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Global Masculinities and Manhood$
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Ronald L Jackson and Murali Balaji

Print publication date: 2011

Print ISBN-13: 9780252036514

Published to Illinois Scholarship Online: April 2017

DOI: 10.5406/illinois/9780252036514.001.0001

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Representing Aboriginal Masculinity in Howard’s Australia

Representing Aboriginal Masculinity in Howard’s Australia

Chapter:
(p.161) 7 Representing Aboriginal Masculinity in Howard’s Australia
Source:
Global Masculinities and Manhood
Author(s):

Shino Konishi

Publisher:
University of Illinois Press
DOI:10.5406/illinois/9780252036514.003.0008

This chapter examines the way in which the Howard government and its supporters revitalized colonial tropes about Aboriginal masculinity in order to progressively dismantle and undermine indigenous rights and sovereignty, culminating in the quasi-military intervention into supposedly dysfunctional Aboriginal communities towards the end of Howard's fourth term. It critiques and historicizes a range of demeaning representations that assume Aboriginal men are violent and misogynistic. These representations can be traced back to initial encounters between European and indigenous men. The aim is to bring academic, media, and governmental discourses about Aboriginal masculinity into conversation with masculinity studies, which means contextualizing notions of Aboriginal masculinity in ways that avoid unreflective colonial conceptions. Finally, the chapter examines the public response of Aboriginal men to this demonization, and how they negotiate their own masculine identities in the face of a colonial culture that disparages them for their race and gender.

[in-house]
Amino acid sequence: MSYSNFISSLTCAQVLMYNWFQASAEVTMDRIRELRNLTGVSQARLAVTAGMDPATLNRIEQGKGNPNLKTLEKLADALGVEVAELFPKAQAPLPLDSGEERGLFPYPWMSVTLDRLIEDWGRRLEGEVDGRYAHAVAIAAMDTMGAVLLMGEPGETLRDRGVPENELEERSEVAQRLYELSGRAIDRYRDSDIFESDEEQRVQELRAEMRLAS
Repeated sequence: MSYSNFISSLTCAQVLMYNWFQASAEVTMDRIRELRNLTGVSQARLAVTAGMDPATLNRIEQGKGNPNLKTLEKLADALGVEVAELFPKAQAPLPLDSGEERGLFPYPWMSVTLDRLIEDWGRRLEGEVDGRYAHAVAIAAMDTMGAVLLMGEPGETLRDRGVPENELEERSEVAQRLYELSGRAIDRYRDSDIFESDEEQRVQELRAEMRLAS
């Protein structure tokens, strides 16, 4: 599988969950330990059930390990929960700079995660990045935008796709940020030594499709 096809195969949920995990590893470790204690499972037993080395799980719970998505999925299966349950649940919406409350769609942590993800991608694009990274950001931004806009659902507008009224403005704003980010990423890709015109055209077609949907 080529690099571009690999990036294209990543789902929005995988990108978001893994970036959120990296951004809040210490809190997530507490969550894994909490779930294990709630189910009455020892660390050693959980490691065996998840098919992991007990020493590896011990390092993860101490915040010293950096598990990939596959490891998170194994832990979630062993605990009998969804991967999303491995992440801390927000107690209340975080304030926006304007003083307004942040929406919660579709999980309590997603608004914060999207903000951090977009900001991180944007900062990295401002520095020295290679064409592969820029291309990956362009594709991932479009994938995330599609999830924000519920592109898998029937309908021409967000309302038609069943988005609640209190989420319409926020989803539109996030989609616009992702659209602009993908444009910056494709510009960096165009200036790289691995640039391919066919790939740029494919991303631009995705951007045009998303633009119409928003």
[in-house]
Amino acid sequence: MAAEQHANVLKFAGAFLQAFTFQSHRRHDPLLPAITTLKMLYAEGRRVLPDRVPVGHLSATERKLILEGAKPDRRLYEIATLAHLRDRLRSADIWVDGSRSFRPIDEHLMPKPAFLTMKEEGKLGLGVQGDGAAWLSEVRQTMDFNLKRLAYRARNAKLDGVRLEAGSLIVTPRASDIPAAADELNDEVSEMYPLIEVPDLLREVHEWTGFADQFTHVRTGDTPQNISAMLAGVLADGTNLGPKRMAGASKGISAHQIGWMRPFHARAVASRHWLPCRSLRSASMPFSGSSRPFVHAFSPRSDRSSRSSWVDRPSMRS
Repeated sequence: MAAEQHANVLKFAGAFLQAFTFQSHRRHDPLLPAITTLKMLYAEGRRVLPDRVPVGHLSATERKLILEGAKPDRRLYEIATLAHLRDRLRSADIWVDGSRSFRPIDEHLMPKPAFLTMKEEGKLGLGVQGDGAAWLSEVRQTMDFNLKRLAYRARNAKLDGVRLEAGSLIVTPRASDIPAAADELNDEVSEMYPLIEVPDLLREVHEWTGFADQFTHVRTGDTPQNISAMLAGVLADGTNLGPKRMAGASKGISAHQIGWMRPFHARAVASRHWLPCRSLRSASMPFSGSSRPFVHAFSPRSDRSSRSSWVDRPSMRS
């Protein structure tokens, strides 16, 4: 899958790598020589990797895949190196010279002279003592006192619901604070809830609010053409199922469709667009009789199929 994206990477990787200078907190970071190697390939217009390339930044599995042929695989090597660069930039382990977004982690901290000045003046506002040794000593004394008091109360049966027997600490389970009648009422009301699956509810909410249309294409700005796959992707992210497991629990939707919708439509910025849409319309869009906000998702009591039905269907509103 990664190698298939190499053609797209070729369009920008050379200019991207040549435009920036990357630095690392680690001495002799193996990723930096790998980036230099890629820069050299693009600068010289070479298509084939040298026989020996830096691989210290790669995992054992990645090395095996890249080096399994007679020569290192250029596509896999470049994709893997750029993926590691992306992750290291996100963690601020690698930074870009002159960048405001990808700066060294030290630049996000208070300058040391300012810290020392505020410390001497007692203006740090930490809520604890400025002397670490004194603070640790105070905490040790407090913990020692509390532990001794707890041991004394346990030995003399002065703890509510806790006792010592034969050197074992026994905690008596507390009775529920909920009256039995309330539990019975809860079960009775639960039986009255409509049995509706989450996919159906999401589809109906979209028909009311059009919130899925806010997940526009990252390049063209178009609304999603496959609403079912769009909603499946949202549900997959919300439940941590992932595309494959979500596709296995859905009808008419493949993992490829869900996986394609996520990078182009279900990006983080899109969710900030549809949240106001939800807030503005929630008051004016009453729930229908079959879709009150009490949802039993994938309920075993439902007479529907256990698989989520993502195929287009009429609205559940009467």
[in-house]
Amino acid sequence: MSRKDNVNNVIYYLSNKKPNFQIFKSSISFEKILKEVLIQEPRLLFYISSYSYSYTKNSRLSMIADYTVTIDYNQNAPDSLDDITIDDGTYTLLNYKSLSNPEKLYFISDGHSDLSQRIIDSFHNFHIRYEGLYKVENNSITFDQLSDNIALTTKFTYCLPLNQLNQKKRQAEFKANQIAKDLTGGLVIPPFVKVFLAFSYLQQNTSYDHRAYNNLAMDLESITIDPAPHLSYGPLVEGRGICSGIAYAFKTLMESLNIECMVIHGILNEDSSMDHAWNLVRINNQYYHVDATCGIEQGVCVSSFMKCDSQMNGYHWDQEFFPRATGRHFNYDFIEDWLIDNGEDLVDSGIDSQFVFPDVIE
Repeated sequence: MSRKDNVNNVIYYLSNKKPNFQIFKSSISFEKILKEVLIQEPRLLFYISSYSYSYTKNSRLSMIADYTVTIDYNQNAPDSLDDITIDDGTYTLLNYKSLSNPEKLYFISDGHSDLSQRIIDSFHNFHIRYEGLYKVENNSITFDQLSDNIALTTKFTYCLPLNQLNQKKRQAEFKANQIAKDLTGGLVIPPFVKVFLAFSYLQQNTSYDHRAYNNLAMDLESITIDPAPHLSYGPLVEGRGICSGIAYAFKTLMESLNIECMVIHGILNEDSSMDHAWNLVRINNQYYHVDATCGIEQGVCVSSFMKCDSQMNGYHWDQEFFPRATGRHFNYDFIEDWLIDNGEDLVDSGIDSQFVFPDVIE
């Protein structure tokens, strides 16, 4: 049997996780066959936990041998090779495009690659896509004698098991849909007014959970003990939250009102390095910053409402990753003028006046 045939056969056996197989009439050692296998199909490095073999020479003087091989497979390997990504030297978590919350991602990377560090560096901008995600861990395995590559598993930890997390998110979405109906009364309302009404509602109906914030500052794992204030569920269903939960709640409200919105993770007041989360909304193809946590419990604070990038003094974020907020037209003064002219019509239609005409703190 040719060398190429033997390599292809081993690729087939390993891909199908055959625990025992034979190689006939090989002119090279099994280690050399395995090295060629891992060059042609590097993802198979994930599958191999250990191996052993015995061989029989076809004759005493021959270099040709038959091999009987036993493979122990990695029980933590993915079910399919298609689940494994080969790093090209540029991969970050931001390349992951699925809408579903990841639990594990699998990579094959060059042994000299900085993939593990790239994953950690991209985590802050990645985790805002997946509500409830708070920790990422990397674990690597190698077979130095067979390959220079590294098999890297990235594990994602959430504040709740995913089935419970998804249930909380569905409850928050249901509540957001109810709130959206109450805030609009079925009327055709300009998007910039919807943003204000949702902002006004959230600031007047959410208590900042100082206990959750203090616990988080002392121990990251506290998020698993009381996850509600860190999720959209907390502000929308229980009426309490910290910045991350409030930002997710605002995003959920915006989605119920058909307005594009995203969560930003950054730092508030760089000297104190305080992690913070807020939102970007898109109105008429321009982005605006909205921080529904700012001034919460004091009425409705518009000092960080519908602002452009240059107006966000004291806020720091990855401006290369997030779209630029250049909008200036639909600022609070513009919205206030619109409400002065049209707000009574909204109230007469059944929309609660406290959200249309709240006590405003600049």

Keywords:   Aboriginal masculinity, indigenous rights, sovereignty, Aboriginal communities, John Howard, manhood, masculine identity, race discrimination

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